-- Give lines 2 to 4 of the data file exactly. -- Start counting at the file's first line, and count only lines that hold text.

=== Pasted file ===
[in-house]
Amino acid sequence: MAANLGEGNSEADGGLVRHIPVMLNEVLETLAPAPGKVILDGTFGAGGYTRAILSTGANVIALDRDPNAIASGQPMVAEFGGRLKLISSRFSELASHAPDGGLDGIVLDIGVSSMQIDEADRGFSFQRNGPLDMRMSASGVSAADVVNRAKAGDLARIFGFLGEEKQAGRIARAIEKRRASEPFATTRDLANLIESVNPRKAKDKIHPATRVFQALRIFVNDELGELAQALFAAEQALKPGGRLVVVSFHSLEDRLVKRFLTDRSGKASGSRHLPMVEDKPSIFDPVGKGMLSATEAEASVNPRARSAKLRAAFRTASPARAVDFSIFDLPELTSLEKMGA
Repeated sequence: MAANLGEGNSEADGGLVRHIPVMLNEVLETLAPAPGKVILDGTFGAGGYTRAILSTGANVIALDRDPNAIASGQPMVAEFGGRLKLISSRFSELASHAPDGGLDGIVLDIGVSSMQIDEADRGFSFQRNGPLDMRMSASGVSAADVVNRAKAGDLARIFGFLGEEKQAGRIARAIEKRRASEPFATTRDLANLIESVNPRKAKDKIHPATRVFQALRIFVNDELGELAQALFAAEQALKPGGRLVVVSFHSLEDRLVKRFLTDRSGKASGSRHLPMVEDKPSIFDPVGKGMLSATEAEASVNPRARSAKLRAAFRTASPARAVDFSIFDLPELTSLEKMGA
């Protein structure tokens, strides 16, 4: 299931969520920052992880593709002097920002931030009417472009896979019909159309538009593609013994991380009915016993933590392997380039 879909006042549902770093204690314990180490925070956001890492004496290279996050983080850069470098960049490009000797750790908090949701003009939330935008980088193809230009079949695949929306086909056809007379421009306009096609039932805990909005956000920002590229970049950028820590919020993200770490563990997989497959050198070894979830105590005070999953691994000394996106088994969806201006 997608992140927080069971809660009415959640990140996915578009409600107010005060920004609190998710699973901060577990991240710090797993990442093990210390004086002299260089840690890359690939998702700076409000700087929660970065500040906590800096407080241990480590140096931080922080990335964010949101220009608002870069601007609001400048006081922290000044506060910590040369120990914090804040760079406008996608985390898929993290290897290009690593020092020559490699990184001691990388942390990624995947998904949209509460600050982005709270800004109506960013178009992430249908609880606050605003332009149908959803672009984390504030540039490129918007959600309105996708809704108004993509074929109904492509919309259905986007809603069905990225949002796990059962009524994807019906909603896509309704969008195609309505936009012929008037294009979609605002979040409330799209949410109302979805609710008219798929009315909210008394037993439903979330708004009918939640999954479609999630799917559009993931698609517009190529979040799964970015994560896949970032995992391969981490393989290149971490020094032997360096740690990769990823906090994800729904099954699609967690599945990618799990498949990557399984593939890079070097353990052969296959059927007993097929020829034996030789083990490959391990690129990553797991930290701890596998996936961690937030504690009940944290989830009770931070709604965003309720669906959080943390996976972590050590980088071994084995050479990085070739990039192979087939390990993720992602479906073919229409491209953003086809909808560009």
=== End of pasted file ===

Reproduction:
Amino acid sequence: MAANLGEGNSEADGGLVRHIPVMLNEVLETLAPAPGKVILDGTFGAGGYTRAILSTGANVIALDRDPNAIASGQPMVAEFGGRLKLISSRFSELASHAPDGGLDGIVLDIGVSSMQIDEADRGFSFQRNGPLDMRMSASGVSAADVVNRAKAGDLARIFGFLGEEKQAGRIARAIEKRRASEPFATTRDLANLIESVNPRKAKDKIHPATRVFQALRIFVNDELGELAQALFAAEQALKPGGRLVVVSFHSLEDRLVKRFLTDRSGKASGSRHLPMVEDKPSIFDPVGKGMLSATEAEASVNPRARSAKLRAAFRTASPARAVDFSIFDLPELTSLEKMGA
Repeated sequence: MAANLGEGNSEADGGLVRHIPVMLNEVLETLAPAPGKVILDGTFGAGGYTRAILSTGANVIALDRDPNAIASGQPMVAEFGGRLKLISSRFSELASHAPDGGLDGIVLDIGVSSMQIDEADRGFSFQRNGPLDMRMSASGVSAADVVNRAKAGDLARIFGFLGEEKQAGRIARAIEKRRASEPFATTRDLANLIESVNPRKAKDKIHPATRVFQALRIFVNDELGELAQALFAAEQALKPGGRLVVVSFHSLEDRLVKRFLTDRSGKASGSRHLPMVEDKPSIFDPVGKGMLSATEAEASVNPRARSAKLRAAFRTASPARAVDFSIFDLPELTSLEKMGA
């Protein structure tokens, strides 16, 4: 299931969520920052992880593709002097920002931030009417472009896979019909159309538009593609013994991380009915016993933590392997380039 879909006042549902770093204690314990180490925070956001890492004496290279996050983080850069470098960049490009000797750790908090949701003009939330935008980088193809230009079949695949929306086909056809007379421009306009096609039932805990909005956000920002590229970049950028820590919020993200770490563990997989497959050198070894979830105590005070999953691994000394996106088994969806201006 997608992140927080069971809660009415959640990140996915578009409600107010005060920004609190998710699973901060577990991240710090797993990442093990210390004086002299260089840690890359690939998702700076409000700087929660970065500040906590800096407080241990480590140096931080922080990335964010949101220009608002870069601007609001400048006081922290000044506060910590040369120990914090804040760079406008996608985390898929993290290897290009690593020092020559490699990184001691990388942390990624995947998904949209509460600050982005709270800004109506960013178009992430249908609880606050605003332009149908959803672009984390504030540039490129918007959600309105996708809704108004993509074929109904492509919309259905986007809603069905990225949002796990059962009524994807019906909603896509309704969008195609309505936009012929008037294009979609605002979040409330799209949410109302979805609710008219798929009315909210008394037993439903979330708004009918939640999954479609999630799917559009993931698609517009190529979040799964970015994560896949970032995992391969981490393989290149971490020094032997360096740690990769990823906090994800729904099954699609967690599945990618799990498949990557399984593939890079070097353990052969296959059927007993097929020829034996030789083990490959391990690129990553797991930290701890596998996936961690937030504690009940944290989830009770931070709604965003309720669906959080943390996976972590050590980088071994084995050479990085070739990039192979087939390990993720992602479906073919229409491209953003086809909808560009």